“We’ve had several horses referred from UC Davis after stifle surgeries, which is the equivalent to surgery on the human knee,” he continued. “You don’t want the horses to just stand around, but they can be very difficult to hand walk because they’re quite full of energy. So the panel walker controlled-type of walking, along with the AquaPacer, is a great combination. And of course I’m there to follow up with ultrasound and x-rays.

“Traditional equine rehab consists of stall rest and hand-walking,” Alyssa said, adding that therapies used at WCEST can cut recovery time after surgery to 50 – 60 percent. “Because horses are working animals, this tends to make them bored, neurotic and depressed. It can lead to explosive reactions while being hand-walked and boredom-related injuries in their stalls.” WCEST has treated nearly 100 horses since it began offering integrative healing and conditioning therapies a decade ago. For 15 years prior, the ranch was called Maple Leaf Stables because of its long, maple-lined driveway. The current incarnation of the business offers boarding, training, and riding lessons, plus it hosts several events each year such as fund-raisers for local charities, tack swaps, and vaccination clinics.

The workhorse at the 20-acre facility is the AquaPacer.

“It’s better than traditional hydrotherapies such as swimming. When you swim a horse, you have no control over the speed or depth,” explained Cathi, who noted the AquaPacer water is a balmy 95 degrees. “We can adjust the speed of the treadmill — usually about three miles per hour. We want a nice, long stride, but no trotting or running. We can adjust the depth of the water appropriate to the injury — lower if it’s a lower leg injury, and up to chest deep if it’s a hip injury.”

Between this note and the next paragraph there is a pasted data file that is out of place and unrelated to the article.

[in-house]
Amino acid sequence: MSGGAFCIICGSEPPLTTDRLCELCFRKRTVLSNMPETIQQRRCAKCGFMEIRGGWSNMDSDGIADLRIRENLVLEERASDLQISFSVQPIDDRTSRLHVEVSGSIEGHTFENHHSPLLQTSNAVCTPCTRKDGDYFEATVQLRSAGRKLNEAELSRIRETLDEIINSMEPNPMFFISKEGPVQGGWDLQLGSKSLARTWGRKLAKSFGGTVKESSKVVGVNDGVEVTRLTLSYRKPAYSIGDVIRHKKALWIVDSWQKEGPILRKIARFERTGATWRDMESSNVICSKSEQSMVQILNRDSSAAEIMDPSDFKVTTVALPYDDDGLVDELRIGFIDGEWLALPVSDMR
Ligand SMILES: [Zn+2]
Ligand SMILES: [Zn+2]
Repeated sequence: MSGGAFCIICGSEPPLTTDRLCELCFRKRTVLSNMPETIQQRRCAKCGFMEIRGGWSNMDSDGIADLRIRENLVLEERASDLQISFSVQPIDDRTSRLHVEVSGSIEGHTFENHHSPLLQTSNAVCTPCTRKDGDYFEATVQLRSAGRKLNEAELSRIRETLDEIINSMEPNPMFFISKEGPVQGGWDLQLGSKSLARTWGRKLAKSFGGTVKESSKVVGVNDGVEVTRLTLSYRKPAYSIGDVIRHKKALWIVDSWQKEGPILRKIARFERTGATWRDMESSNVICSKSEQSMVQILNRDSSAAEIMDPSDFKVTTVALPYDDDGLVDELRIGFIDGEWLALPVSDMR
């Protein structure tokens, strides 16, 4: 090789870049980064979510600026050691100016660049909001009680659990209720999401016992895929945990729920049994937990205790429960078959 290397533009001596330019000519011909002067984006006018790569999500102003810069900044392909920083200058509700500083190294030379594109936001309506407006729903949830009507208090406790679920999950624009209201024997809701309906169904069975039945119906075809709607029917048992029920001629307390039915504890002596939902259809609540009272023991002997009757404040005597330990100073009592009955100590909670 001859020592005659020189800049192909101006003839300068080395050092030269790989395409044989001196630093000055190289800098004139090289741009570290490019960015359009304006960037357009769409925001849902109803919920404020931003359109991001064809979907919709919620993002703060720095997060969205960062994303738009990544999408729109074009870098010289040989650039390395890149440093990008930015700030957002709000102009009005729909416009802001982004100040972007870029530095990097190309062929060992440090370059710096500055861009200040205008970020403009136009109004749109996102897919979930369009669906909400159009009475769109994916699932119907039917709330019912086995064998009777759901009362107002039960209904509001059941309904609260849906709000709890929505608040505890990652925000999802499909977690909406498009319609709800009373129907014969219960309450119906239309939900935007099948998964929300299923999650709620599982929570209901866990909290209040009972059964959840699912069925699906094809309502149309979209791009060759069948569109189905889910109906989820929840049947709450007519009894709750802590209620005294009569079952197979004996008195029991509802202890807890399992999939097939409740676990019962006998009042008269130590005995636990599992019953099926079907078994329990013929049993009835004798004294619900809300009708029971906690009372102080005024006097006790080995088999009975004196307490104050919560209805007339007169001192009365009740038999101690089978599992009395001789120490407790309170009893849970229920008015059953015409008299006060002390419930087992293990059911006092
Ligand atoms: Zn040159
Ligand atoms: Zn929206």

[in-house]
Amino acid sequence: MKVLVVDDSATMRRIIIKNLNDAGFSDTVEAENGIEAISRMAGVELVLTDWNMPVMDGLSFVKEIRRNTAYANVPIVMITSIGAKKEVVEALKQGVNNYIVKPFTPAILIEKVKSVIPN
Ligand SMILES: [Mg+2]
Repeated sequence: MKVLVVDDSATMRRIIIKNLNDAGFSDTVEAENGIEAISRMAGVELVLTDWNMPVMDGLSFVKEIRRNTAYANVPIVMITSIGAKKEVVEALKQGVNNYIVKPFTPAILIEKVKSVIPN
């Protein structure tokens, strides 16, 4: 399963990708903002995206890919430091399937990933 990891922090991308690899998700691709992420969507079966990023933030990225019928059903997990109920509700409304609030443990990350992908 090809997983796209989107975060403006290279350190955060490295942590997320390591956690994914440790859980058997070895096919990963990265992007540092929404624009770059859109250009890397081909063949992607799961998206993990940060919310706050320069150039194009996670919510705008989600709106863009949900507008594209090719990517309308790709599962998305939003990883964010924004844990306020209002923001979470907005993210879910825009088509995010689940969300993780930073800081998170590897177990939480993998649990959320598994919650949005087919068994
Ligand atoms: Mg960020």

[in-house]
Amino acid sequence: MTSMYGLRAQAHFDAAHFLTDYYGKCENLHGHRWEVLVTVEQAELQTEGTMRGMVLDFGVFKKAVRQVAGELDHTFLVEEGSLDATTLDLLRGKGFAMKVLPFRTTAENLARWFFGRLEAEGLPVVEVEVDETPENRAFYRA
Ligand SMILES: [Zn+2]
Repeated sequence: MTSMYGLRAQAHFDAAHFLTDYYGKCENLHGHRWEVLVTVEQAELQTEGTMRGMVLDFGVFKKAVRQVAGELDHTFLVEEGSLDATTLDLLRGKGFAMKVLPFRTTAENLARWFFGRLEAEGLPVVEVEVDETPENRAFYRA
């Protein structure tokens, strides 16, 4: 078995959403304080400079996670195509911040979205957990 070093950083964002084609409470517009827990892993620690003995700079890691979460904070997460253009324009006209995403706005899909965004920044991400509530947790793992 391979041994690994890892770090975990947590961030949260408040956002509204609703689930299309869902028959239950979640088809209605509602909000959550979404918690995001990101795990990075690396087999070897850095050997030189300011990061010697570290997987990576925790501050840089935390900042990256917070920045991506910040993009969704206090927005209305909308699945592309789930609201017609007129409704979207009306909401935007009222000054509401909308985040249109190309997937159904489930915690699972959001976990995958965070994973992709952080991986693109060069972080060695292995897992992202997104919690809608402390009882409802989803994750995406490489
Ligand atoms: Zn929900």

Depending on the depth of the water, the AquaPacer can support up to 60 percent of the horse’s weight. Horses receive a low dose of a sedative while they are being trained to use the AquaPacer. Depending on their temperament, some horses receive the calming agent throughout their treatment while others are weaned off the sedative.

Most therapy sessions last 20 to 60 minutes and cost $20 to $35. There are also customized packages offered that combine various therapies and services. Dogs are welcome, too.

WCEST employs five full-time and four part-time staff members. Each is trained on all the equipment except the EQultrasound, which is only operated by Cathi, Alyssa, and Dr. McIntosh. Clients are welcome to use Dr. McIntosh’s on-site services, or those of their own veterinarian. Even more expert help is available: Alyssa is certified in Equine Kinesiology Taping, and is training to become an Equine Massage therapist.

“The staff is wonderful,” reported customer Valerie Robertson of Penn Valley. “They have used the TheraPlate on my 14-year-old gelding to improve his circulation and treat his arthritis. The treatments have also helped improve the quality of his hooves, which are prone to cracks. I also have a miniature horse that had a mild case of colic, and snapped out of it after being treated on the TheraPlate. It’s an amazing machine.”

Kristi Kedie of Lake Wildwood is another satisfied customer eager to tell the story of her 13-year-old Quarter Horse mare.

“A couple years back she hurt her leg, and it required surgery at UC Davis. Afterwards, she did her rehab at West Coast on the panel walker. It was painless, controlled, steady exercise on soft ground,” Kedie said. “She came along beautifully. By the time the vet cleared her to be ridden, she was in such good condition that we started at a trot, not just walking around.”

And what became of the young cutting prospect — the one prone to tendon strains — who was one the first horses to use the WCEST AquaPacer?

“He’s been solid ever since,” smiled Cathi.

Lorraine Jewett is a freelance writer who lives in Nevada County. She can be reached at LorraineJewettWrites@gmail.com.